- Jan 30 Opening conversation for "The Soul Selects her own Society: Women Artists from the Miller Meigs Collection"
- Feb 3 Taste of Service
- Feb 3 Macalester New Music Series presents INTERSECTION: Jazz Meets Classical Song
- Feb 4 'Moving Beyond Minnesota Nice:' Engaging Diversity in the Classroom
- Feb 12 Mitau Lecture
- Feb 17 Black History Month Keynote: Dr. Joy DeGruy - "Post-Traumatic Slave Syndrome"
- Feb 18 Mental Health Awareness Film & Speaker
- Feb 19 The Inaugural Lecture of James Dawes as DeWitt Wallace Professor of English
- Feb 19 Chamber Music at Macalester: Brahms Clarinet Quintet with Osmo Vanska
- Feb 20 Macathon 2015
Over the course of a single semester, I wrote 24 papers of 1,500 to 2,500 words each.
Harry Potter Land. That’s what I thought I was getting myself into when I arrived for a semester abroad at St. Catherine’s College, Oxford University. Indeed, some aspects of St. Catherine’s were quite Potter-esque. The dining hall meals were straight out of the books, with dimmed lighting and long rows of dishes. Hogwarts is divided into four houses; Oxford is divided into 38 colleges. And though their books didn’t magically levitate to me (I used the digital interlibrary loan system instead), the Bodleian Library would have fit right in at Hogwarts.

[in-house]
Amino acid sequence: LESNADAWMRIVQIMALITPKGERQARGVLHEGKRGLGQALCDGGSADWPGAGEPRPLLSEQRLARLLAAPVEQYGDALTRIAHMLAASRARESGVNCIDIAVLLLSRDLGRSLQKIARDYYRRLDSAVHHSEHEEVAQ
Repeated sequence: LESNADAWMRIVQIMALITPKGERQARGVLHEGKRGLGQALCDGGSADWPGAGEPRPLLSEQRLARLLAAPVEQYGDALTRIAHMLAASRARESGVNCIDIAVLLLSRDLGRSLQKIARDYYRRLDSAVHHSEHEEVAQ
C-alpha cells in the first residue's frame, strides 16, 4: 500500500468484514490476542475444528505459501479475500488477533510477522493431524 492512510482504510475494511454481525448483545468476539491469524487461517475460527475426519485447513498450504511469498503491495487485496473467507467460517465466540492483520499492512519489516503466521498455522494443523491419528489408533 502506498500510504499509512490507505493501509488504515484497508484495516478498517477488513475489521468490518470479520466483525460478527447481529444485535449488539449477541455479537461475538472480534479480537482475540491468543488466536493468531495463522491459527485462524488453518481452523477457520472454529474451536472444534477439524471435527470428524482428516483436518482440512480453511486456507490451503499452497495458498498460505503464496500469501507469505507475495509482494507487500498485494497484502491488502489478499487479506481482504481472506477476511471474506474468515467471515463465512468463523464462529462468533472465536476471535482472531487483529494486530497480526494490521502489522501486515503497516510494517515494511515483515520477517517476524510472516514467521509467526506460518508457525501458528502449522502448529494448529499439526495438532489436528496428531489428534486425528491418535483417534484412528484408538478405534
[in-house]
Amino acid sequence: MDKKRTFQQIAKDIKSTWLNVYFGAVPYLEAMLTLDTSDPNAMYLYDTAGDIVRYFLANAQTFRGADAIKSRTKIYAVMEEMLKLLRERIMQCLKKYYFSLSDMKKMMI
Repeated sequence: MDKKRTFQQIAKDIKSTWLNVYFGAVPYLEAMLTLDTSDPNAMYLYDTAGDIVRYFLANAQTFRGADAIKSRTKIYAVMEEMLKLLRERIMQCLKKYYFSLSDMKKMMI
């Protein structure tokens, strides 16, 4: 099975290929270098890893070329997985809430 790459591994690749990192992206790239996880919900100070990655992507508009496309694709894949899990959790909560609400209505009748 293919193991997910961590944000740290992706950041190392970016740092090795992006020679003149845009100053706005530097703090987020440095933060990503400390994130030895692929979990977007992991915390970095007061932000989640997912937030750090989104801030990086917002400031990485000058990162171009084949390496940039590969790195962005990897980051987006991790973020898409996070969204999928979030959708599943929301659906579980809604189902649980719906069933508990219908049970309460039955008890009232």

Instead of classes, we had tutorials. Tutorials are typically one-on-one, hour-long sessions with a professor or graduate student. Each term visiting students take a primary (weekly) tutorial and a secondary (biweekly) tutorial. I took tutorials in English and philosophy, my major and minor. At each session I’d read aloud an essay I’d written. As I read, my tutor would interrupt and ask me questions about my paper and the relevant readings, forcing me to be instantly accountable for whatever work I’d produced.
Most of my days were spent preparing for tutorials, often in the English Faculty Library or Bodleian Law Library, doing research for my papers. I’d eat lunch at one of Oxford’s amazing sandwich shops and eat dinner Harry Potter-style at St. Catherine’s. After dinner I’d play pool with friends in the Junior Common Room, which is like Macalester’s student lounge, but rowdier.
Looking back, I can’t believe how much I accomplished. Over the course of a single semester, I wrote 24 papers of 1,500 to 2,500 words each. As a result, I definitely feel much more prepared for law school, where I hope to put to use the skills I polished while studying abroad.